over. From there, the trail continued
down to the Tuolumne Meadows Lodge. As
we approached the lodge, we heard a shuttle bus pull away. Crap!
As usual, I’d missed a shuttle bus by mere seconds. At the stop, we found the bus schedule. We had missed the 2:30 bus. Normally, the buses run every 30 minutes, but
for some reason, there was no 3:00 bus scheduled. The next one wouldn’t arrive for another
hour, and we were already running late.
Calling Christy wasn’t an option, as we didn’t have any cell reception.
We stopped by
the river to cool our feet and debate our next move. Christy was expecting us no later than 3pm,
and we wouldn’t be there. I knew she
might come looking for us, but she wouldn’t really know where to look. After a brief debate, we decided to hike a
mile back to the original trailhead. We
figured she would check there first. We
followed the JMT, and arrived back at the picnic area 20 minutes later. We found a few trees that offered shade, and
settled in to wait.
At 3:35, the
next shuttle bus arrived. We hadn’t seen
Christy, but I was afraid that if we both took the bus, we might miss her en
route. So, I left Bob at the trailhead,
and boarded the bus for Tenaya Lake. That way, we figured she would at least find
one of us. The bus ride was smooth and
relaxing. There were only a few people
on board, and after we left the stop at the Visitor’s Center, I was the only
passenger. It’s a shame that more people
aren’t taking advantage of the free shuttle service. I’m afraid the shuttle is likely to be
discontinued if that trend continues.
almost to Tenaya
Lake when I saw Christy
pass by in the rental car, heading the other direction. Crap, again!
I could only hope that she would find Bob quickly, and then return to
pick me up. I looked out the back window
of the bus, and saw her turning around.
Smart girl! We turned into the Tenaya
Lake parking area, and I
got off the bus just as she arrived. I
gave her a sheepish grin, and jumped into the car. Then we headed back towards the campground to
pick up Bob. She had enjoyed a lazy day
at the lake, taking in some sun and watching a huge Mexican family playing
soccer on the beach. She was beginning
to feel better, which was a relief, since we were starting the JMT the next
We picked Bob
up, and headed back towards June
Lake. Before going to camp though, I wanted to make
one more stop. Near Lee Vining, we found the turnoff for the South Tufa region of Mono
Lake is a large salt lake in the
desert east of the Sierra Nevada. In 1941, the City of Los Angeles began diverting fresh water from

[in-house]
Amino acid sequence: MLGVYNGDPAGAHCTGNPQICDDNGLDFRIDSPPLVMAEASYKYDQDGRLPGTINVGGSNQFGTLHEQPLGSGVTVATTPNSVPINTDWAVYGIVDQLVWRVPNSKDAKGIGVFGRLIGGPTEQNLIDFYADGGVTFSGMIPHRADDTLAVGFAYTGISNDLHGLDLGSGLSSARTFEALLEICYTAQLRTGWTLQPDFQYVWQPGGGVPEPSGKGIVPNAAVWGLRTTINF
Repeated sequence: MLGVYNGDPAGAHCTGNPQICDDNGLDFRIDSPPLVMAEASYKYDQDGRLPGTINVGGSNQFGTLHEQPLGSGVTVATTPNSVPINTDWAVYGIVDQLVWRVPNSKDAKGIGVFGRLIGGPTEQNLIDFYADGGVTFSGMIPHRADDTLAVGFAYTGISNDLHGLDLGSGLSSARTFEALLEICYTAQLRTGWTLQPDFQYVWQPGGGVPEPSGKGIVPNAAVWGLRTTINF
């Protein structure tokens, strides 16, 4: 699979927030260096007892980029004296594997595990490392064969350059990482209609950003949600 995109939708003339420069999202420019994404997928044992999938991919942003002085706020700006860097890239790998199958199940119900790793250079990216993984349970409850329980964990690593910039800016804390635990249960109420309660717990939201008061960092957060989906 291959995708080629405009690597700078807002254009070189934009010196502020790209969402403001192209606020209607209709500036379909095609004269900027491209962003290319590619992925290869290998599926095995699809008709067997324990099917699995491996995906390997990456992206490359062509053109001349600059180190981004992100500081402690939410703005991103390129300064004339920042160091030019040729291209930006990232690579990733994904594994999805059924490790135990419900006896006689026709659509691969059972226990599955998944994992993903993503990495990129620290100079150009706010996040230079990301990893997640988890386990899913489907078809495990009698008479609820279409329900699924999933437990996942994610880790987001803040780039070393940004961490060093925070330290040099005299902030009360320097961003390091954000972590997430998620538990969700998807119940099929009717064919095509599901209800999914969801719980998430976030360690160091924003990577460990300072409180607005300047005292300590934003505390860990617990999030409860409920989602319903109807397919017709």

streams feeding the lake for municipal needs.
The lake shrank to half of its normal size, while its salinity increased
dramatically. As a result, the entire
ecosystem began to collapse. Fortunately,
local environmental groups were willing to fight for the future of the
lake. In 1983, the State Supreme Court
ruled that the state was required to protect Mono Lake
and other natural resources. A minimal
lake level was established at that time.
The amount of water Los Angeles
was allowed to divert from the lake was reduced. In fact, those reductions are still in force
today. LA won’t be able to increase the
amount of water it diverts until the lake level reaches a specified goal. Due to years of drought, that is likely to be
many years away.
down, down, down through the roasting desert, past a number of extinct volcanic
cones, towards the shore
of Mono Lake. We stopped at the main parking area, and
couldn’t believe the heat. It had been
hot up at Tuolumne Meadows, but down here, at an extremely low elevation, it
was brutal. Despite this, seeing Mono Lake
was high on my priority list. We each
paid a small entrance fee, and followed a paved path down to the
lakeshore. There, we gazed across a vast
expanse of saltwater towards the distant mountains. As you might expect, the highlight of Mono Lake
was seeing the bizarre Tufa formations. Tufa is a calcium
carbonate deposit that looks like rock.
The Tufa rose out of the lake in pinnacles,
bluffs, and spires, each its own unique shape.
We explored the formations, and examined the water, which actually
looked greasy due to the high salt content.
We wandered around the area for a bit, but we didn’t last long in that
heat. 30 minutes later, we were back at
the car and ready to head back to camp.
We made pasta
for dinner. While cooking, Bob asked if
there was anything he could do to help.
I suggested he drain the fat from the ground beef, which I had just
browned. It seemed like a good idea, until
the pan slipped, and the hamburger spilled into the fire pit. Sigh.
That had been our last chance to eat real meat for a while, since we
were beginning our backpacking trip the next morning. Bob felt bad, and to make amends, he drove
into June Lake to find more beef. The grocery store was closed, so he went to a
nearby restaurant and picked up two burgers to go. Once he returned to camp, we added the meat
to the past sauce. At the time, the
events were a little traumatic, but everything worked out in the end.
Continue reading about our trip as we begin our thru-hike of the John Muir Trail in Yosemite Valley.